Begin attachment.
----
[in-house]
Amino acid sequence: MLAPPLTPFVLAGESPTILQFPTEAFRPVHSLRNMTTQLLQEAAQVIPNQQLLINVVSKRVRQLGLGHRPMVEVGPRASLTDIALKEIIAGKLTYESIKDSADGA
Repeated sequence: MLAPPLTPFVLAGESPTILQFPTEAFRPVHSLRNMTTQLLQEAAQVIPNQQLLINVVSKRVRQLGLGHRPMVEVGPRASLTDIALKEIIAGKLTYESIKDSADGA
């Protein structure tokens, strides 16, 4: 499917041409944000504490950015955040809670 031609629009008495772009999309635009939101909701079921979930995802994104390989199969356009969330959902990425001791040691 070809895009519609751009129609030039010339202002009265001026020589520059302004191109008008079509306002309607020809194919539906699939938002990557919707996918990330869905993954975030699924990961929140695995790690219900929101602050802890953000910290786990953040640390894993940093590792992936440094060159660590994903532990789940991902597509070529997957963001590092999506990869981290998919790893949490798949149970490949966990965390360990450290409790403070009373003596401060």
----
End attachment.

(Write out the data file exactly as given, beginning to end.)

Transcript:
[in-house]
Amino acid sequence: MLAPPLTPFVLAGESPTILQFPTEAFRPVHSLRNMTTQLLQEAAQVIPNQQLLINVVSKRVRQLGLGHRPMVEVGPRASLTDIALKEIIAGKLTYESIKDSADGA
Repeated sequence: MLAPPLTPFVLAGESPTILQFPTEAFRPVHSLRNMTTQLLQEAAQVIPNQQLLINVVSKRVRQLGLGHRPMVEVGPRASLTDIALKEIIAGKLTYESIKDSADGA
């Protein structure tokens, strides 16, 4: 499917041409944000504490950015955040809670 031609629009008495772009999309635009939101909701079921979930995802994104390989199969356009969330959902990425001791040691 070809895009519609751009129609030039010339202002009265001026020589520059302004191109008008079509306002309607020809194919539906699939938002990557919707996918990330869905993954975030699924990961929140695995790690219900929101602050802890953000910290786990953040640390894993940093590792992936440094060159660590994903532990789940991902597509070529997957963001590092999506990869981290998919790893949490798949149970490949966990965390360990450290409790403070009373003596401060």